Characteristics of Tornado-Like Vortices as a Function of Swirl Ratio: A Laboratory Investigation

C. R. Church Department of Geosciences, Purdue University, West Lafayette, IN 47907

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J. T. Snow Department of Geosciences, Purdue University, West Lafayette, IN 47907

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G. L. Baker Department of Geosciences, Purdue University, West Lafayette, IN 47907

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E. M. Agee Department of Geosciences, Purdue University, West Lafayette, IN 47907

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Abstract

The investigation of tornado vortex dynamics by means of a laboratory simulation is described. Based on observations from nature and an examination of the Navier-Stokes equations, a laboratory simulator of the Ward type has been constructed. This simulator generates various vortex configurations as a function of swirl ratio, radial Reynolds number and aspect ratio. Configurations which are described are 1) a single laminar vortex; 2) a single vortex with breakdown bubble separating the upper turbulent region from the lower laminar region; 3) a fully developed turbulent core, where the breakdown bubble penetrates to the bottom of the experimental chamber; 4) vortex transition to two intertwined helical vortices; and 5) examples of higher order multiple-vortex configurations that form in the core region.

Hot-film anemometry measurements of the magnitude of the velocity vector and inflow (swirl) angle have been obtained in a sequence of flows characterized by progressively increasing values of swirl ratio. These data include measurements in both the quasi-irrotational outer flow and the more complex core region. Due to the similarity that exists between the model and tornadoes, these observations provide insight into the flow fields likely to be encountered in real events.

Particularly significant findings include the mapping of the transition points at which the flow converts from a single to a double helical vortex configuration, and from a double to a triple pattern, as a function of system parameters. Additionally, the velocity measurements show the development of a cylindrical shear zone at the outer edge of the core, which, through inertial instability, may lead to the multiple-vortex phenomenon.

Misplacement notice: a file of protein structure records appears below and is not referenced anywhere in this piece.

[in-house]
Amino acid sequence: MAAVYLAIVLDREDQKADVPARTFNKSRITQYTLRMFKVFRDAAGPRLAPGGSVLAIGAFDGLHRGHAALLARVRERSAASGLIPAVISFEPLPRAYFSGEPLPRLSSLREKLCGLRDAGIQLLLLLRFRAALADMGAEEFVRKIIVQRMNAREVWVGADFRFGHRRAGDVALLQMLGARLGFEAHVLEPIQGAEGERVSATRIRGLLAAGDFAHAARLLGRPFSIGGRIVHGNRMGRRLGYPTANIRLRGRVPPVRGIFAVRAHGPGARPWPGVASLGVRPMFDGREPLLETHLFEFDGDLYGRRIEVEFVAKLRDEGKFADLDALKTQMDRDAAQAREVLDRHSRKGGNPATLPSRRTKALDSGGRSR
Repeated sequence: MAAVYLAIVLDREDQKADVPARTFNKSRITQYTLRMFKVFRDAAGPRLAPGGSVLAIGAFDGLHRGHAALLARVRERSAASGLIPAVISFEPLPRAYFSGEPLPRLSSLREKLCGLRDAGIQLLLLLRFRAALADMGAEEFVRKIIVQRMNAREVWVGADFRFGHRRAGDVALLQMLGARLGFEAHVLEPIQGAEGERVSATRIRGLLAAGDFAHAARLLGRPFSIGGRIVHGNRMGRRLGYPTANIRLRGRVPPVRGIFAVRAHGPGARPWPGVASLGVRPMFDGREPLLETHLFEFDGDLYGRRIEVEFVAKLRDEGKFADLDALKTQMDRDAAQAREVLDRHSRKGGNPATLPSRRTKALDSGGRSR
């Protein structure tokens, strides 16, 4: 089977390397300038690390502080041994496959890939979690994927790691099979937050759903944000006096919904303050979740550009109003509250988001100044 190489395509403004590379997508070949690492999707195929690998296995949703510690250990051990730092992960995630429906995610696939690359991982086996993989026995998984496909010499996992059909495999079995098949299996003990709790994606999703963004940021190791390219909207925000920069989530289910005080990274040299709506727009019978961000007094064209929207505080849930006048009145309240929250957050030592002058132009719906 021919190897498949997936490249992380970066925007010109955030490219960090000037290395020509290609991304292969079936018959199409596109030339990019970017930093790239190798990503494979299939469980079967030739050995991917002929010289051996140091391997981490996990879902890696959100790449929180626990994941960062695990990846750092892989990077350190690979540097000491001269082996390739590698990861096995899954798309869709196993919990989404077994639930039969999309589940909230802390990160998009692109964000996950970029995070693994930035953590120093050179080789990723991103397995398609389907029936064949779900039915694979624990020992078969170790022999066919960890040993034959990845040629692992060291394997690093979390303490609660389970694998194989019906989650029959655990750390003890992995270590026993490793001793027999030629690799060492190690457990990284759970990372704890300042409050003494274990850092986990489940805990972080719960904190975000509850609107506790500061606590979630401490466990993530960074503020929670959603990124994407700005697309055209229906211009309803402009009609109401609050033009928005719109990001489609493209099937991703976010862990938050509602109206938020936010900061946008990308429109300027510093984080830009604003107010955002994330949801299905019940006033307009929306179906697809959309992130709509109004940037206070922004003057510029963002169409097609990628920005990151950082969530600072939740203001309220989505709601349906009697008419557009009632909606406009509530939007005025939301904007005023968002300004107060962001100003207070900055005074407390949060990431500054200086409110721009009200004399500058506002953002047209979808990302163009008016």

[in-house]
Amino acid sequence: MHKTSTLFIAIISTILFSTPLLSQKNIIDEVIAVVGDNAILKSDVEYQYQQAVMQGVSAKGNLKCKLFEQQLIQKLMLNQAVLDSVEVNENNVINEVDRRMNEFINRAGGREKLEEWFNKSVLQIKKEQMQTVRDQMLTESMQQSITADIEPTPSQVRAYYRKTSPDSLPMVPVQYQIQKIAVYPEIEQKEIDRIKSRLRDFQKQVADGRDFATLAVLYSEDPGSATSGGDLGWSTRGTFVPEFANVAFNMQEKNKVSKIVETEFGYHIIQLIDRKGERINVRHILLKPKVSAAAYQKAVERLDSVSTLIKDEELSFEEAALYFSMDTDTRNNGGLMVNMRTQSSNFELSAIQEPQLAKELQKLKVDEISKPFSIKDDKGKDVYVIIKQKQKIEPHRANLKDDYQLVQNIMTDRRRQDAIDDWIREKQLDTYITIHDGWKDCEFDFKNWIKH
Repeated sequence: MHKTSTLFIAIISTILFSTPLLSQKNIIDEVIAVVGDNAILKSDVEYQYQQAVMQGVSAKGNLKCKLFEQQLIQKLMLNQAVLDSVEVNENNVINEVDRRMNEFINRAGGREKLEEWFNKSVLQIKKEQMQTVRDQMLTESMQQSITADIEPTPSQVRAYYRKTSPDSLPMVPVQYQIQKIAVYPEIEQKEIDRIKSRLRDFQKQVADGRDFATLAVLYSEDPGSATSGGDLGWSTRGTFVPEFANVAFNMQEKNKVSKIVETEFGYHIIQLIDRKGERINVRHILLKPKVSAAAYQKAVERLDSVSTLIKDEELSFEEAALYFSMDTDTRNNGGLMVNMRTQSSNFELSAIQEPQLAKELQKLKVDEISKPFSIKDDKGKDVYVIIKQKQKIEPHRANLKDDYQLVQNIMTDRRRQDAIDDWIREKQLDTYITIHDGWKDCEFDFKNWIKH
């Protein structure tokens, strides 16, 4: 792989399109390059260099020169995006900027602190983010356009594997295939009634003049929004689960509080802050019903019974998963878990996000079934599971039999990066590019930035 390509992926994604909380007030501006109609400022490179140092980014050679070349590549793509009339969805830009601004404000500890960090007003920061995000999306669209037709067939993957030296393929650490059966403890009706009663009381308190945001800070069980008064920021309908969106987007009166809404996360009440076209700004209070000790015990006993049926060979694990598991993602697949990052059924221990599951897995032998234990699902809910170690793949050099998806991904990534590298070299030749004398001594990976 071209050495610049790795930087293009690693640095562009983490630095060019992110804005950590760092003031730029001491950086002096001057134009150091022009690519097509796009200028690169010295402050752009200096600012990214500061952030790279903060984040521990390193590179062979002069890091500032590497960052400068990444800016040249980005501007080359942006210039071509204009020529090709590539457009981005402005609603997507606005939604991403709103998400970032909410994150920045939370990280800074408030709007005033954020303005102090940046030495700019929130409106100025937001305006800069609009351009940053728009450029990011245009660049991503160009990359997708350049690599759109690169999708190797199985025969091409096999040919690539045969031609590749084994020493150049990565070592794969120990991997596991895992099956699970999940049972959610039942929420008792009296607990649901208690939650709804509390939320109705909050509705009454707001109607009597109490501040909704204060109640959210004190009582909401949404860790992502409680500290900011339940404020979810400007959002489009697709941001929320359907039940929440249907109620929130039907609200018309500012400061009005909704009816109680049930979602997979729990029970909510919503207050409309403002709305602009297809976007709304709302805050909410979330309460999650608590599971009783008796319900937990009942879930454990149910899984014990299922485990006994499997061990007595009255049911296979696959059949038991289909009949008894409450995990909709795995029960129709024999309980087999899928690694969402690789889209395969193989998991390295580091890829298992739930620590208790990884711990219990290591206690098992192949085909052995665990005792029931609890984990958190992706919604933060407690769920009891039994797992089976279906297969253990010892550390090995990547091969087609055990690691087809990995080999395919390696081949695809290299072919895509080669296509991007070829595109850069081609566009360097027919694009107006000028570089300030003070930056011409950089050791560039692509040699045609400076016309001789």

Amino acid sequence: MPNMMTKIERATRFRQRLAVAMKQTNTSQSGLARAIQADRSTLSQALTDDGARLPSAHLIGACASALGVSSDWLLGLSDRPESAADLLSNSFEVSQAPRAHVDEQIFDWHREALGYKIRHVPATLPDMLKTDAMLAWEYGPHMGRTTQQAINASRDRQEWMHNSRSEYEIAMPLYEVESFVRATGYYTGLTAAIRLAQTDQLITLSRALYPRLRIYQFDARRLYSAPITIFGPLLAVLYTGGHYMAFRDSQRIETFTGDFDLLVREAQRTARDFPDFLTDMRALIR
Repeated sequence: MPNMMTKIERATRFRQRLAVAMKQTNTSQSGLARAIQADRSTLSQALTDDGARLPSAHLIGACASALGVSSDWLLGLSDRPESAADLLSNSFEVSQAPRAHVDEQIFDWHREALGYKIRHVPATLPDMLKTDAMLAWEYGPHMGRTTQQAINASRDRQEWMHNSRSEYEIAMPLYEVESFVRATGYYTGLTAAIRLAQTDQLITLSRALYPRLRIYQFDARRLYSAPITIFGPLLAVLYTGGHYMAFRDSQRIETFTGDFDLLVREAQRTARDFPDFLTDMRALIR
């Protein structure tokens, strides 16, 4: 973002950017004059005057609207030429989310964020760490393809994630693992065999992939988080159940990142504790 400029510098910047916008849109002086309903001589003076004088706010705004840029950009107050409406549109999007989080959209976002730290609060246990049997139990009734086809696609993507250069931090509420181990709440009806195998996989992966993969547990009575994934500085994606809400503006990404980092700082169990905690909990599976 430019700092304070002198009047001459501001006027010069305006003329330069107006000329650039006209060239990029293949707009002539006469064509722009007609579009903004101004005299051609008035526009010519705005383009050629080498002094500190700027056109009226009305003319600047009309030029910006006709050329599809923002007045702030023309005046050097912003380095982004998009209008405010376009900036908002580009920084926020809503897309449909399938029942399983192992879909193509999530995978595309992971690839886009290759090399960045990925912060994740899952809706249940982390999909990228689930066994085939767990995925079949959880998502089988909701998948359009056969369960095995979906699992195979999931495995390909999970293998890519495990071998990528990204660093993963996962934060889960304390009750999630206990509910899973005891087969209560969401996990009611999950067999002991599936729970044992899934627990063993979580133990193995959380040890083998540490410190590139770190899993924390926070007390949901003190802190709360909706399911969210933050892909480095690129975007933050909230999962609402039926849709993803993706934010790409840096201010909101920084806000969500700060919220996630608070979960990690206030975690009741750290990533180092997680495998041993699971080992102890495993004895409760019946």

Abstract

The investigation of tornado vortex dynamics by means of a laboratory simulation is described. Based on observations from nature and an examination of the Navier-Stokes equations, a laboratory simulator of the Ward type has been constructed. This simulator generates various vortex configurations as a function of swirl ratio, radial Reynolds number and aspect ratio. Configurations which are described are 1) a single laminar vortex; 2) a single vortex with breakdown bubble separating the upper turbulent region from the lower laminar region; 3) a fully developed turbulent core, where the breakdown bubble penetrates to the bottom of the experimental chamber; 4) vortex transition to two intertwined helical vortices; and 5) examples of higher order multiple-vortex configurations that form in the core region.

Hot-film anemometry measurements of the magnitude of the velocity vector and inflow (swirl) angle have been obtained in a sequence of flows characterized by progressively increasing values of swirl ratio. These data include measurements in both the quasi-irrotational outer flow and the more complex core region. Due to the similarity that exists between the model and tornadoes, these observations provide insight into the flow fields likely to be encountered in real events.

Particularly significant findings include the mapping of the transition points at which the flow converts from a single to a double helical vortex configuration, and from a double to a triple pattern, as a function of system parameters. Additionally, the velocity measurements show the development of a cylindrical shear zone at the outer edge of the core, which, through inertial instability, may lead to the multiple-vortex phenomenon.

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